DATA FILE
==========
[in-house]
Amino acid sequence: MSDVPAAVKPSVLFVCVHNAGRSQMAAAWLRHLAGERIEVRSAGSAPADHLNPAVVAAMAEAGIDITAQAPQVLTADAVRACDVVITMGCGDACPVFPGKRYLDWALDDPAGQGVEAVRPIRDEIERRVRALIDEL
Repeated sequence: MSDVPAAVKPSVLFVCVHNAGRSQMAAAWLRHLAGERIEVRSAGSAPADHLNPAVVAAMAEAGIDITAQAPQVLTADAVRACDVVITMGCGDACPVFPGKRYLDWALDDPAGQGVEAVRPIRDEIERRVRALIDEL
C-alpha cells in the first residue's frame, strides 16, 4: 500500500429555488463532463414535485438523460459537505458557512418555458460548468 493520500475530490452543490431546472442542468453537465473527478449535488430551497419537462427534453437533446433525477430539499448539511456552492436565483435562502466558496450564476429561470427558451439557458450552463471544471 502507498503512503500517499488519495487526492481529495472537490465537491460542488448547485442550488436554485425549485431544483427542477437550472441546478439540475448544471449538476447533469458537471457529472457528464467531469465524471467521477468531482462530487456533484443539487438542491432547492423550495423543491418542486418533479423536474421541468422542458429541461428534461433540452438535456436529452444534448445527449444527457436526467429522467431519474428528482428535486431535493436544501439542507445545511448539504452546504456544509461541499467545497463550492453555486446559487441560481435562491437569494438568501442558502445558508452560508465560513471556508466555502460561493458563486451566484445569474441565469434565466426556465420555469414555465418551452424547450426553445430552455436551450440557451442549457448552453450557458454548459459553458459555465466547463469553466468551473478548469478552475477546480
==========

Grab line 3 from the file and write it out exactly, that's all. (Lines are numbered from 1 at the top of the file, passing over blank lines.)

Repeated sequence: MSDVPAAVKPSVLFVCVHNAGRSQMAAAWLRHLAGERIEVRSAGSAPADHLNPAVVAAMAEAGIDITAQAPQVLTADAVRACDVVITMGCGDACPVFPGKRYLDWALDDPAGQGVEAVRPIRDEIERRVRALIDEL